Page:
Next Article in Journal
Management Control and Business Model Innovation in the Context of a Circular Economy in the Dutch Construction Industry
Previous Article in Journal
Challenge of Using Groundwater for Buildings Air Conditioning in Subtropical Areas
Order Article Reprints
Font Type:
Arial Georgia Verdana
Font Size:
Aa Aa Aa
Line Spacing:
Column Width:

The Potential for Hydrolysed Sheep Wool as a Sustainable Source of Fertiliser for Irish Agriculture

Crop Sciences, School of Agriculture and Food Science, University College Dublin, Belfield, D04 V1W8 Dublin, Ireland
Biosystems Engineering Ltd., NovaUCD, Belfield, D04 V1W8 Dublin, Ireland
School of Chemistry, University College Dublin, Belfield, D04 V1W8 Dublin, Ireland
Author to whom correspondence should be addressed.
Sustainability 2022, 14(1), 365;
Received: 26 November 2021 / Revised: 21 December 2021 / Accepted: 22 December 2021 / Published: 30 December 2021
(This article belongs to the Section Sustainable Agriculture)


Suppressed wool prices in Ireland over the last number of years has led to situations where the cost of shearing animals is greater than the wools’ value, leading to net losses per animal for farmers. Populations of sheep in Ireland and nutrient values of wool from literature sources were used to determine the quantity of nutrients that could be produced on an annual basis using hydrolysis techniques. Results of this study suggest that up to 15.8% of the nitrogen required to produce Ireland’s cereal crops can be met annually using hydrolysed sheep wool in an economically feasible manner along with considerable amounts of sulphur, zinc, and copper. Most of the cost associated with the process is the purchasing of wool from farmers at an economically favourable level for farmers. Based on the spatial distribution of these animals, the town of Athlone is the most suitable location for a processing facility.

1. Introduction

The majority of sheep in Ireland have been bred for meat production, with very little emphasis placed on fleece or wool quality. This is evident in a paper by Byrne et al. [1]; when discussing bioeconomic breeding objectives for sheep in Ireland, there was no mention of fleece or wool quality. This trend has continued with a more recent paper by Bohan et al. [2], also making no mention of fleece or wool quality, and instead focussing on lambing and production, and health characteristics. As such, there has been very limited work from an Irish perspective on the amount, type, quality or chemical composition of sheep wool. The global production systems for sheep considerably vary, especially across Europe, due primarily to differences in environmental and climatic conditions, breed types, soil and forage types, animal nutrition, and farm management practices [3,4,5]. Consequentially, research outputs and information on sheep wool composition from one country, breed or system may not be relevant or applicable in others.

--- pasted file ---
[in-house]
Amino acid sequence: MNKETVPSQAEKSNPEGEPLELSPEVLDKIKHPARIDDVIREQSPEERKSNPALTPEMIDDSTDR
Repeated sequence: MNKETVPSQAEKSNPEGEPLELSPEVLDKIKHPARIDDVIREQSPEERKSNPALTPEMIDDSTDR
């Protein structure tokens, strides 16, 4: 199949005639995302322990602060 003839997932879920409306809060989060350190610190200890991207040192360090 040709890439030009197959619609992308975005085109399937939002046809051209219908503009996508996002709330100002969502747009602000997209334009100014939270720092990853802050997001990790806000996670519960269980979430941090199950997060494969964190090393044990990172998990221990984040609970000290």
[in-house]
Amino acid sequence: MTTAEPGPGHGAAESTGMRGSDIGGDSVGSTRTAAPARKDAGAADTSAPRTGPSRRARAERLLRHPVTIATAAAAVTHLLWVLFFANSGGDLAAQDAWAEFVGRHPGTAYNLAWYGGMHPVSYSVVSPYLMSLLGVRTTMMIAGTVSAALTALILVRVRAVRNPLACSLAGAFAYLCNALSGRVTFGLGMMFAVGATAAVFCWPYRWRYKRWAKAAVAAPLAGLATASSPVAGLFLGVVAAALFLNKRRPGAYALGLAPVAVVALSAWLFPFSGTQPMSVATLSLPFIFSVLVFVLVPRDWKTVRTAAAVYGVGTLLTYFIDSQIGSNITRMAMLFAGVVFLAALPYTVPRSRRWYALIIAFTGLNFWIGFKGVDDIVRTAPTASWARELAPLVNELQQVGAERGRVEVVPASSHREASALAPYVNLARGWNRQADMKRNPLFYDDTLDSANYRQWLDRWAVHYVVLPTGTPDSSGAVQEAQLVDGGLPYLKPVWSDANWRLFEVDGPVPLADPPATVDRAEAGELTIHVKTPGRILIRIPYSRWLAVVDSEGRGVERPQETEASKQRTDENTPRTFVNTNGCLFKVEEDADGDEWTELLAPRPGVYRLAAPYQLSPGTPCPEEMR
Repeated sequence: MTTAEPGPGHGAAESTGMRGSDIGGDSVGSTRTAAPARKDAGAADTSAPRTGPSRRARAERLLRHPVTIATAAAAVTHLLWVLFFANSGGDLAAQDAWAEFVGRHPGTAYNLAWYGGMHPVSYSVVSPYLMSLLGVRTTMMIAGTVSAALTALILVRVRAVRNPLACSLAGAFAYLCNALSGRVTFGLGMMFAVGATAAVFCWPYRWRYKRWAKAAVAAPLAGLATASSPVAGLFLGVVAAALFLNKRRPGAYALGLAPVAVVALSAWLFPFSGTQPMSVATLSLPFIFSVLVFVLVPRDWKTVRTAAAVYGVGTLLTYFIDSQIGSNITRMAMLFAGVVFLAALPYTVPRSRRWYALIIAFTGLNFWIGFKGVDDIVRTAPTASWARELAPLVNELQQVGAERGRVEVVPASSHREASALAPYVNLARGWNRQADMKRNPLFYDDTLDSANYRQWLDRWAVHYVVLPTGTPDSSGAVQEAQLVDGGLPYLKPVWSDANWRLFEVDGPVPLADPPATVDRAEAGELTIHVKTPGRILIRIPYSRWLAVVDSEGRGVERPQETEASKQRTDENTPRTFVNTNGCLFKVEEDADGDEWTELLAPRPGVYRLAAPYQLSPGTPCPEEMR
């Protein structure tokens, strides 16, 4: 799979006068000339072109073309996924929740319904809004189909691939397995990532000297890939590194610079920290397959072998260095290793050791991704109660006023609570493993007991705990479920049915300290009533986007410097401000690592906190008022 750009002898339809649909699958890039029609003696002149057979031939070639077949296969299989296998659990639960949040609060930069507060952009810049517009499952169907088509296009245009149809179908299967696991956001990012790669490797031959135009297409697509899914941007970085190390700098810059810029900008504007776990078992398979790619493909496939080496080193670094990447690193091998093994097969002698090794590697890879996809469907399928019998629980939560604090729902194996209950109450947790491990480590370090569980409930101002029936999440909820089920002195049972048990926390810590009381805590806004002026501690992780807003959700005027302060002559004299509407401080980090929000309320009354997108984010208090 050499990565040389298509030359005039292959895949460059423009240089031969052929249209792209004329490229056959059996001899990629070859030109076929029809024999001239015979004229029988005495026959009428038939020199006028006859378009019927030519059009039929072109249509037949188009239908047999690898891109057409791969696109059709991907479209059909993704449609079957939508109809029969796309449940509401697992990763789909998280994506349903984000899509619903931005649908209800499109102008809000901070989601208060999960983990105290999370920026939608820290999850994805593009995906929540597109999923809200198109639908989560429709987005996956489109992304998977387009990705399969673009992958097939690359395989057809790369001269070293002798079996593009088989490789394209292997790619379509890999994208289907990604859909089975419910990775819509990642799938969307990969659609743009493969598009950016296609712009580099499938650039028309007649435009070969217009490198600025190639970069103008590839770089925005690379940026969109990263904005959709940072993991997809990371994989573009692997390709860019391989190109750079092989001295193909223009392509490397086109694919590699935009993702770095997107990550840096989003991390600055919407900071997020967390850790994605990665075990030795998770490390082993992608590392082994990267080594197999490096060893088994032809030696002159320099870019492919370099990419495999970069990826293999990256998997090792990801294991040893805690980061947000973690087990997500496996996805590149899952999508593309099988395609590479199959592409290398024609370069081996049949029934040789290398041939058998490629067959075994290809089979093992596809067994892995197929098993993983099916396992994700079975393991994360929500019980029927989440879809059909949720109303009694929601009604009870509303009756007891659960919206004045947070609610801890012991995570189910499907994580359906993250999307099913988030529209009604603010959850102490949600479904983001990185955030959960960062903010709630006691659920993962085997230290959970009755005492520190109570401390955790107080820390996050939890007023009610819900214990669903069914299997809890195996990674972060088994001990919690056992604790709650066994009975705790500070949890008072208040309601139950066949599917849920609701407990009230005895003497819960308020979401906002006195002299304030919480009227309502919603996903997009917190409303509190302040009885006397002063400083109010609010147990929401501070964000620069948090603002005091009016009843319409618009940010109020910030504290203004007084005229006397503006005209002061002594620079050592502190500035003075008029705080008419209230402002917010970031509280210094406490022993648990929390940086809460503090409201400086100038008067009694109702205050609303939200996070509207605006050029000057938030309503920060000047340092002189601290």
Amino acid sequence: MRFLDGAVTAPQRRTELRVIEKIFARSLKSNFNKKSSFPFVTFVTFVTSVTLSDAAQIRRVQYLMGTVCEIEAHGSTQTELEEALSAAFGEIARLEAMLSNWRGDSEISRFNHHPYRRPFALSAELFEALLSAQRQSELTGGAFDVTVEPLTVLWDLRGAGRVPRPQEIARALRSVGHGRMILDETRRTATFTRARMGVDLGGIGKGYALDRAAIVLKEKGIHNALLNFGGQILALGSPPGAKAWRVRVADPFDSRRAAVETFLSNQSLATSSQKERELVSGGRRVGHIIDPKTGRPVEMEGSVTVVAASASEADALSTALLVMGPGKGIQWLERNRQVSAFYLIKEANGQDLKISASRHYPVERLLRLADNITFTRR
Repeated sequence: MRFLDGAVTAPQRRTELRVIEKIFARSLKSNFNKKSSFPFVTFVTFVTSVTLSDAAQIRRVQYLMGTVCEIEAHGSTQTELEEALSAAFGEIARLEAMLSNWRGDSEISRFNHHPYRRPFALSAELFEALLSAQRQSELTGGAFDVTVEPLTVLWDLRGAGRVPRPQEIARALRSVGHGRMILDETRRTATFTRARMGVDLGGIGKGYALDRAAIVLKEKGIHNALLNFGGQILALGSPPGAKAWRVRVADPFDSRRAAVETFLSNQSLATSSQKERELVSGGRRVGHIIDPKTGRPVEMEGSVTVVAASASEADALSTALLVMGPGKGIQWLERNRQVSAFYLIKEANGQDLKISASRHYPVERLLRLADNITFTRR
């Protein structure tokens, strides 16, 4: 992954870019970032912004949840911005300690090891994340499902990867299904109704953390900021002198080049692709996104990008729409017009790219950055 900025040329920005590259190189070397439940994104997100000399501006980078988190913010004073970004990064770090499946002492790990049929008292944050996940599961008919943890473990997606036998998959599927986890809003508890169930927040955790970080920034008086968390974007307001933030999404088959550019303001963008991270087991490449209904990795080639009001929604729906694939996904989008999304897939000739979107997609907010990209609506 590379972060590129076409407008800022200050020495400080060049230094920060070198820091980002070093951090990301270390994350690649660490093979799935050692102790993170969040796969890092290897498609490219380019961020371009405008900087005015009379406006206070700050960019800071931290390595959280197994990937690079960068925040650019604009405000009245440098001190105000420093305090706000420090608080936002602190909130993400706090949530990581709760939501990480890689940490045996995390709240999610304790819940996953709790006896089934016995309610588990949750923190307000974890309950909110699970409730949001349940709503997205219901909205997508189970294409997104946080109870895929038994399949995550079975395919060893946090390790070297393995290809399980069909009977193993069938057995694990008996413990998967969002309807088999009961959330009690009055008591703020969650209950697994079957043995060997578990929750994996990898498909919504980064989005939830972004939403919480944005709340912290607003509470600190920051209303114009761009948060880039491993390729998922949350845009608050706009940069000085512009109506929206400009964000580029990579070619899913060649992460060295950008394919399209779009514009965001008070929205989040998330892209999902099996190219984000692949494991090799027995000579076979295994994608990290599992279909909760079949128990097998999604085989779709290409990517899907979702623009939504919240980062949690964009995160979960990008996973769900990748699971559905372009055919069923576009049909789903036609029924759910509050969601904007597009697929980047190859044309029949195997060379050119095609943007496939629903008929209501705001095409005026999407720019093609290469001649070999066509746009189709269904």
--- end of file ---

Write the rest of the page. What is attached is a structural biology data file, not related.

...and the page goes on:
Due to these breeding practices placing an emphasis on meat production and ease of lambing, the value of sheep wool in Ireland has decreased to the point where, based on anecdotal evidence from sheep farmers, the cost of shearing the animals is greater than the economic value of the fleece, with some farmers quoting fleece prices of €0.15 kg−1 being achieved while shearing costs were €2.40 head−1. This low economic return for wool has also been seen in countries other than Ireland, with both Corscadden, Biggs [6] and Stiles and Corscadden [7] reporting a similar issue being faced by sheep farmers in Canada. According to the most recently available data from the Central Statistics Office (CSO) [8], the price of sheep wool has fallen steadily since 2015, with the price in 2018 being just 42% of the price in 2015.
With these sustained low prices for wool, alternative uses for this abundant and readily available product have been developed. Alyousef et al. [9] and Dénes, Florea & Manea [10] utilised sheep wool fibres in the production of concrete specimens. Alyousef et al. [9] found that the addition of wool into concrete mixes led to a harsher product with a reduction in workability; however, the tensile strength and flexural strength of samples containing wool increased remarkably compared to plain concrete mixes, with best performances achieved when 2–3% sheep wool was included. Due to the linking actions of sheep wool fibres, better ductility and higher energy absorption was observed in wool-containing samples [9]. Corscadden, Biggs & Stiles [6] found that when sheep wool is used as a sustainable insulation product in the Nova Scotia region of Canada, it has similar thermal properties to other commercially available insulation materials. Parlato and Porto [11] reported that sheep wool has similar thermal insulation properties to more commonly used insulation materials such as glass wool and polystyrene foam. Zach et al. [12] and Parlato and Porto [11] also reported many advantages of sheep wool as an insulating material including hygroscopicity, resistance to fire, and its ability to absorb excess moisture to regulate air relative humidity levels.